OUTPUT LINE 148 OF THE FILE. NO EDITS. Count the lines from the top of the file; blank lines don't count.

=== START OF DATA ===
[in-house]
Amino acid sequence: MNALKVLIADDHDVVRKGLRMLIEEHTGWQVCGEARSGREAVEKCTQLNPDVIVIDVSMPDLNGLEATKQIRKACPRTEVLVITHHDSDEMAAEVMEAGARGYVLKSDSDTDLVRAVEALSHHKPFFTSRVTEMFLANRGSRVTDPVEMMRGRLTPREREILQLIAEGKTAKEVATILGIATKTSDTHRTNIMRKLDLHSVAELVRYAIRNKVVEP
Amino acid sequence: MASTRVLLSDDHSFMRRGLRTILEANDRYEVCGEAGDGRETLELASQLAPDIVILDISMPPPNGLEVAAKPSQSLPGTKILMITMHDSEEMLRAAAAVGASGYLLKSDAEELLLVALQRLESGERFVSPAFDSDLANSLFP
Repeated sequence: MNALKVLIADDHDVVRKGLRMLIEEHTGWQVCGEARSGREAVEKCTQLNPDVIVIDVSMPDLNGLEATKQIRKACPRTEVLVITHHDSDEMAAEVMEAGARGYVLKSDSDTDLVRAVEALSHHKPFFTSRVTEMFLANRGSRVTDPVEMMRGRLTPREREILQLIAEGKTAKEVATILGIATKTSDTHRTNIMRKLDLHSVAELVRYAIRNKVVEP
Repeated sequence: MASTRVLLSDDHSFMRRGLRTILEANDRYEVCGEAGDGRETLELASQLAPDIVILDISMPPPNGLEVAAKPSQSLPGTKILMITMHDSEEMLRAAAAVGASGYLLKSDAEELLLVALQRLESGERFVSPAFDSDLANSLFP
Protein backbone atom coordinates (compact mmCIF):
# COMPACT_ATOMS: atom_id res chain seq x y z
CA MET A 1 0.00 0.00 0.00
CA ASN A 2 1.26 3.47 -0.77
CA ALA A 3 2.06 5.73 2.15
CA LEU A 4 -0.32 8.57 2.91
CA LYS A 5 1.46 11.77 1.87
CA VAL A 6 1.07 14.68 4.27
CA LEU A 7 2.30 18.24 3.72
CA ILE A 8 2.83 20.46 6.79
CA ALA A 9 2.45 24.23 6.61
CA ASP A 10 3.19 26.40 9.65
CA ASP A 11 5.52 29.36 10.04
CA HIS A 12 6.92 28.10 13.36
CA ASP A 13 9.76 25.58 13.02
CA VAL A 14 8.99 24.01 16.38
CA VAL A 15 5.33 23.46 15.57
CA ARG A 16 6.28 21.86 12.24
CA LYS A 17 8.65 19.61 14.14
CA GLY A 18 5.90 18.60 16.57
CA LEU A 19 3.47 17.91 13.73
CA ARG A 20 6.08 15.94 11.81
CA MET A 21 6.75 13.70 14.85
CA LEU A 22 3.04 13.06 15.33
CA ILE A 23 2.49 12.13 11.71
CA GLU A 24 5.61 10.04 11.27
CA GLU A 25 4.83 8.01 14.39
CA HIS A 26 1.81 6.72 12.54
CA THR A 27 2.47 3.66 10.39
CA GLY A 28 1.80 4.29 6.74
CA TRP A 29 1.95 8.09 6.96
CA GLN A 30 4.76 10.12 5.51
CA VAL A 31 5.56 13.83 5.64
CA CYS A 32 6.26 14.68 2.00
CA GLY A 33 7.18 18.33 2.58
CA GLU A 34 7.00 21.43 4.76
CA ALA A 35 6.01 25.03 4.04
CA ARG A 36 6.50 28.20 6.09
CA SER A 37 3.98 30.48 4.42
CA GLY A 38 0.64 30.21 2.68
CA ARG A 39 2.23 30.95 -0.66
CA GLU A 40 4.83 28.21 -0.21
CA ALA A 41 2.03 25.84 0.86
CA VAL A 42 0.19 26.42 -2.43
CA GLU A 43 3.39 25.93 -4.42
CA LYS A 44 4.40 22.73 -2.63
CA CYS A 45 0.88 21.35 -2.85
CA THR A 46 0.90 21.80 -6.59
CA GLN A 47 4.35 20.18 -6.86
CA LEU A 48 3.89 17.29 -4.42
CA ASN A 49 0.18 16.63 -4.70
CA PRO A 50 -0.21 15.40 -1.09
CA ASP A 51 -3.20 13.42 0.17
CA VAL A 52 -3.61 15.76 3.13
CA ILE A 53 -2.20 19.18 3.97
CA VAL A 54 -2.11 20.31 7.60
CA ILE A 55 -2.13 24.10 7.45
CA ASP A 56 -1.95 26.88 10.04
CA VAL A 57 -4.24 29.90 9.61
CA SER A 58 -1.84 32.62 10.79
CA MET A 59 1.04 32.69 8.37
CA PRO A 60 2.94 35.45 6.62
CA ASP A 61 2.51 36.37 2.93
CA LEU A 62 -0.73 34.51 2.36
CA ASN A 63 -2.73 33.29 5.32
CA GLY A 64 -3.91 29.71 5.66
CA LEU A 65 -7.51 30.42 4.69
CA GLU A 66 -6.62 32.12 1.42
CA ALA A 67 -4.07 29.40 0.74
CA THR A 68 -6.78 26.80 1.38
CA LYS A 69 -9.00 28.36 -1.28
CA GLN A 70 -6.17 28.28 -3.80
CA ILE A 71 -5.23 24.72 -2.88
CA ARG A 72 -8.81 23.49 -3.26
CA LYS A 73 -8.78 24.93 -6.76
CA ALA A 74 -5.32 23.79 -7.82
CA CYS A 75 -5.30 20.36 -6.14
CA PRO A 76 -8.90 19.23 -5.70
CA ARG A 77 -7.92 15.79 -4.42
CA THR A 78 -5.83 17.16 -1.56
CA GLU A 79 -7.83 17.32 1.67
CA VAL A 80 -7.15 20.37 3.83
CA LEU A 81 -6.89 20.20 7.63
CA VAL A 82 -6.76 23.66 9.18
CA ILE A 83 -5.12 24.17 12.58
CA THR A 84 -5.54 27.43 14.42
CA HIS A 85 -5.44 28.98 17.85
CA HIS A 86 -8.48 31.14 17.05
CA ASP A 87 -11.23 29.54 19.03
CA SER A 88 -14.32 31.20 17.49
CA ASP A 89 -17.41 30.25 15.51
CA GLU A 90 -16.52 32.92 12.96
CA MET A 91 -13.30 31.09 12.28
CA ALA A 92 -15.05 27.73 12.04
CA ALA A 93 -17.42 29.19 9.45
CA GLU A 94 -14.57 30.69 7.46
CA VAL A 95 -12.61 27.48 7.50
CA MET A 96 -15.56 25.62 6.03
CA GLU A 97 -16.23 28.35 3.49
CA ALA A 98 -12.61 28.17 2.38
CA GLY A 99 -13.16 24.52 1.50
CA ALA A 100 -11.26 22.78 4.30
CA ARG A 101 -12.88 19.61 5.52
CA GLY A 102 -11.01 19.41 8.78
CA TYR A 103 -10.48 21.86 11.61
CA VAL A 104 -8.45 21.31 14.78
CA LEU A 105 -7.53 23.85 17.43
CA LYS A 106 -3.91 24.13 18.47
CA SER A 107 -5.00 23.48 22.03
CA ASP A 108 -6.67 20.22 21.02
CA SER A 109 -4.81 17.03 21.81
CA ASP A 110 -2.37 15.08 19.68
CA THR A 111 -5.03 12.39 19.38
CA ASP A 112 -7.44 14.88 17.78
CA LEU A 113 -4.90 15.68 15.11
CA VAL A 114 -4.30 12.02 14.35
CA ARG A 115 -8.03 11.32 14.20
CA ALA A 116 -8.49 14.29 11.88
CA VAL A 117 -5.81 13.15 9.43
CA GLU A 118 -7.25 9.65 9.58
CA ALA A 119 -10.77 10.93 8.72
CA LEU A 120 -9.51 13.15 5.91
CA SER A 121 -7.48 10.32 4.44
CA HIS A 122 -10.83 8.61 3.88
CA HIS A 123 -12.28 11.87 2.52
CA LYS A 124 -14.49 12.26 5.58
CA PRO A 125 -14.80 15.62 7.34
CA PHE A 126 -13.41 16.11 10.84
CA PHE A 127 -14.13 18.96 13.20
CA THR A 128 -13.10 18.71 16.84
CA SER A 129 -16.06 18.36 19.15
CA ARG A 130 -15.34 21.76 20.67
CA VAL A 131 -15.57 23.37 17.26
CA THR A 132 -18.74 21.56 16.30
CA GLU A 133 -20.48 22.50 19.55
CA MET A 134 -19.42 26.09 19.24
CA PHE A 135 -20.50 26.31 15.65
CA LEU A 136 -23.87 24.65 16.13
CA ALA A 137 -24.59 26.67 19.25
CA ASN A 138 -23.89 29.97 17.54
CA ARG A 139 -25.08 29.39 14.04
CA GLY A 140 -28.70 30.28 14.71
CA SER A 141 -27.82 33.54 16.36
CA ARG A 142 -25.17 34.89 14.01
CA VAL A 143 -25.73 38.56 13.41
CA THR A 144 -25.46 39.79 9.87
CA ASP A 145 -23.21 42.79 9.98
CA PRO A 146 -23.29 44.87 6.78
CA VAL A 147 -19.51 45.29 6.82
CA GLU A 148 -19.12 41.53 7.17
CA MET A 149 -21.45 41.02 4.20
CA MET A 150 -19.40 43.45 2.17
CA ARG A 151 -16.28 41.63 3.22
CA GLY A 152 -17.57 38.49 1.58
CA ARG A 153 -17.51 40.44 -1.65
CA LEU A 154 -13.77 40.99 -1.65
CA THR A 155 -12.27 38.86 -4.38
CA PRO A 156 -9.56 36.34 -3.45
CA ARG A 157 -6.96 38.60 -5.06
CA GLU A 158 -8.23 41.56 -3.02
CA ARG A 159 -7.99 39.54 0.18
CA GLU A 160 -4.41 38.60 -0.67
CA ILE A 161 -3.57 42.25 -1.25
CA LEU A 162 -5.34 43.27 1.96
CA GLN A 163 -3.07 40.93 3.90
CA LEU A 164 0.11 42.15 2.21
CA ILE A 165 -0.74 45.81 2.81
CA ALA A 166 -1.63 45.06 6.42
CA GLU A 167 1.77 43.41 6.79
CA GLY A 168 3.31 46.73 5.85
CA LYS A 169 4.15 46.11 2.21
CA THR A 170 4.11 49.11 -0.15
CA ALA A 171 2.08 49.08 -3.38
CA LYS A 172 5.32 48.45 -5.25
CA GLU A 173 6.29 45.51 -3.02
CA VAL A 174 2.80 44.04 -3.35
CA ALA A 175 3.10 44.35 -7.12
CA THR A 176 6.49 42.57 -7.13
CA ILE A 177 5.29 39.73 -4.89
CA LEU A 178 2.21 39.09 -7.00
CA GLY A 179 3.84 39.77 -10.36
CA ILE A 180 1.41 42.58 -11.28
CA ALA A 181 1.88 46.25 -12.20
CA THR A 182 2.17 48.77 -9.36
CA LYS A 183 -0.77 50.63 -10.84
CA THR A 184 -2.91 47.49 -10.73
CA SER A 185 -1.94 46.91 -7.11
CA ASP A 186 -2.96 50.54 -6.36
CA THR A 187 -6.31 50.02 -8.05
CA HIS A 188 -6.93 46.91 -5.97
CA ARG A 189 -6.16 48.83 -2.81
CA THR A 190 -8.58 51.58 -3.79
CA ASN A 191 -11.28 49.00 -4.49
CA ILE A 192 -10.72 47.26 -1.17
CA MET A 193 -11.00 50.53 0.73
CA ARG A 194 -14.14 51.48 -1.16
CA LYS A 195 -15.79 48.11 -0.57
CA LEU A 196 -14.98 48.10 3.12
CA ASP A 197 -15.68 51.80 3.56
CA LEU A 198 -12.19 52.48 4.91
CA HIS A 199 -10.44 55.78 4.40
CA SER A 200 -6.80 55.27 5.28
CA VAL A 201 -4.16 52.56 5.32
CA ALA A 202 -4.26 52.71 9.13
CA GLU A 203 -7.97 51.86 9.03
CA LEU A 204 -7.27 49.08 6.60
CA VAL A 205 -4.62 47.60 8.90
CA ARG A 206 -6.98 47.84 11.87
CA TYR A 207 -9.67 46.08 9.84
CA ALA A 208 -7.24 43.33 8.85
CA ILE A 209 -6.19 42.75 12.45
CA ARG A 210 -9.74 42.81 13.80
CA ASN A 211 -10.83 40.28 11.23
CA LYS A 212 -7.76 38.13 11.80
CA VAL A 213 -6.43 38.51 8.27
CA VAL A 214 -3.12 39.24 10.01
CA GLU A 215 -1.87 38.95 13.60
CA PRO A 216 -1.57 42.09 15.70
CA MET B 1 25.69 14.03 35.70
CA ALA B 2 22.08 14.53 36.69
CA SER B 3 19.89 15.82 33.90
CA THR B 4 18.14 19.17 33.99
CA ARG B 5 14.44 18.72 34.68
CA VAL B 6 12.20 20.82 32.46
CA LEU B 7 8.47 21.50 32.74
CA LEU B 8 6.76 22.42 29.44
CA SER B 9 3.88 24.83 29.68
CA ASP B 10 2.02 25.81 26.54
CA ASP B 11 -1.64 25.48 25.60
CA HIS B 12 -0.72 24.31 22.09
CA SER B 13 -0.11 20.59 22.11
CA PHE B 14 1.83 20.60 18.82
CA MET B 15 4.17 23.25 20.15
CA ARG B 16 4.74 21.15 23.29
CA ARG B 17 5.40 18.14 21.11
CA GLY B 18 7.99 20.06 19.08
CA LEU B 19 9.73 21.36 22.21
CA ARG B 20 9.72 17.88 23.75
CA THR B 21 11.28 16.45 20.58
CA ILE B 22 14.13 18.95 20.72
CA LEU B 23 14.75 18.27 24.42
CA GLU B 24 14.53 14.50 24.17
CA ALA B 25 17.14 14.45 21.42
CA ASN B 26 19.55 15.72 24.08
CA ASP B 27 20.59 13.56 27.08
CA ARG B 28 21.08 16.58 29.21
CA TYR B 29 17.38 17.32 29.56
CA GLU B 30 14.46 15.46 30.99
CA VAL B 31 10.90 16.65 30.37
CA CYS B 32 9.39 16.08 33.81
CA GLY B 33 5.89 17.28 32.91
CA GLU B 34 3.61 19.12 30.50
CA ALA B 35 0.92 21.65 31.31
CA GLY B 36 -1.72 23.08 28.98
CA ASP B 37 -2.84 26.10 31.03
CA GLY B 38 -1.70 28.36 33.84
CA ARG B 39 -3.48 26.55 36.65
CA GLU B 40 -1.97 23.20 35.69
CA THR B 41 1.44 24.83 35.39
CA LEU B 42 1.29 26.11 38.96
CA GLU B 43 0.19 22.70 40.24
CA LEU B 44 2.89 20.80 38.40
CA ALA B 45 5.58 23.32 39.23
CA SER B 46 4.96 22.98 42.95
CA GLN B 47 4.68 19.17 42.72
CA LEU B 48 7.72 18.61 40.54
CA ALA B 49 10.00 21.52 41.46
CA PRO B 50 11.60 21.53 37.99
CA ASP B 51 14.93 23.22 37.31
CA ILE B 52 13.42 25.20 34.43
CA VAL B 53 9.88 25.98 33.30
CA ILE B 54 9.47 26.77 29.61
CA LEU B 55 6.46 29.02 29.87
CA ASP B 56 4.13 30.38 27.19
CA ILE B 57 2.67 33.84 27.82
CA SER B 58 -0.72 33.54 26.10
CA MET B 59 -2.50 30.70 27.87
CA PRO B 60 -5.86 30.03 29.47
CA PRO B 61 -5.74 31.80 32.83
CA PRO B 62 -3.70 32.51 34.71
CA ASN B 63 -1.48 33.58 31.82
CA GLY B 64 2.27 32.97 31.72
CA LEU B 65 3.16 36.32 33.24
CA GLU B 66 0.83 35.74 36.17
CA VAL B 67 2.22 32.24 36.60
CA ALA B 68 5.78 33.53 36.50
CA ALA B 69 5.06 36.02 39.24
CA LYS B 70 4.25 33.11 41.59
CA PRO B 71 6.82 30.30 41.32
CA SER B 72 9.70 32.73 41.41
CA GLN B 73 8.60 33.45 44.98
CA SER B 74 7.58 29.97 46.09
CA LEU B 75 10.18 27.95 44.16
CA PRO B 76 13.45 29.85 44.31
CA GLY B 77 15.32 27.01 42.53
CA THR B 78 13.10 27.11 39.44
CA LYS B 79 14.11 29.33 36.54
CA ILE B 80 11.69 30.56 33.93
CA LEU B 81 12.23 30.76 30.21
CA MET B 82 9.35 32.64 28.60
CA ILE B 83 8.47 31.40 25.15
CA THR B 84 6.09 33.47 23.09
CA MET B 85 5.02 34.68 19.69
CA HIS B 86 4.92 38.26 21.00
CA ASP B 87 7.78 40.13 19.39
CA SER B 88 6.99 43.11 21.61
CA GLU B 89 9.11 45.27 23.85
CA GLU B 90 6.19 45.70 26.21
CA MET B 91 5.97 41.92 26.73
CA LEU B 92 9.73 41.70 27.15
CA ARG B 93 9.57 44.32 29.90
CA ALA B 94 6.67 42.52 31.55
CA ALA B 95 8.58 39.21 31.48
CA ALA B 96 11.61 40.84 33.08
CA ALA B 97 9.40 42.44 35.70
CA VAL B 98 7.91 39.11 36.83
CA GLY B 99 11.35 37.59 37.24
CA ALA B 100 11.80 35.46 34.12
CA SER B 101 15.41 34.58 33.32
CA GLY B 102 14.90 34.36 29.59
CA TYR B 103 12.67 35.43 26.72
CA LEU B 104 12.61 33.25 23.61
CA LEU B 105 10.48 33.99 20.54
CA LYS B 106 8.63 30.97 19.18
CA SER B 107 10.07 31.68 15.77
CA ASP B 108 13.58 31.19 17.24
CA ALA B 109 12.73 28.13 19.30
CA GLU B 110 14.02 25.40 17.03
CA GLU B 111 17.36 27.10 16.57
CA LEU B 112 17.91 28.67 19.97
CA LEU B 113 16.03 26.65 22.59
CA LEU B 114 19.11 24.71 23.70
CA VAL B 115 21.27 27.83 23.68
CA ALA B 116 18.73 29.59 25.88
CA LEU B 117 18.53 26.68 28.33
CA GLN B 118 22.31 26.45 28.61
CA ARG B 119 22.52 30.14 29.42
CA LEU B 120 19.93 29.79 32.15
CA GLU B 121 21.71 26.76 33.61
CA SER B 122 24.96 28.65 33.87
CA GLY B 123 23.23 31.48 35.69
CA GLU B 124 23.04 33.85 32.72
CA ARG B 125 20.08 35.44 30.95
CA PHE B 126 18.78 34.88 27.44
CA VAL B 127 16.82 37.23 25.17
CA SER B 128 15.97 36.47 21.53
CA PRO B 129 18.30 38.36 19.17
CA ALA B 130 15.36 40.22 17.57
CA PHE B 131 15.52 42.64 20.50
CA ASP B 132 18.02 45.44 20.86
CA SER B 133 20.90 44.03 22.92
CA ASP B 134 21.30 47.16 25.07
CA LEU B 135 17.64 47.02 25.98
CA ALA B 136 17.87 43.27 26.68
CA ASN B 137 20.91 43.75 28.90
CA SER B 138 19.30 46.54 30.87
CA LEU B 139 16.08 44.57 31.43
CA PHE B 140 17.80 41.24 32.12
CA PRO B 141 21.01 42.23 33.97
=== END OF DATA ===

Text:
CA SER A 141 -27.82 33.54 16.36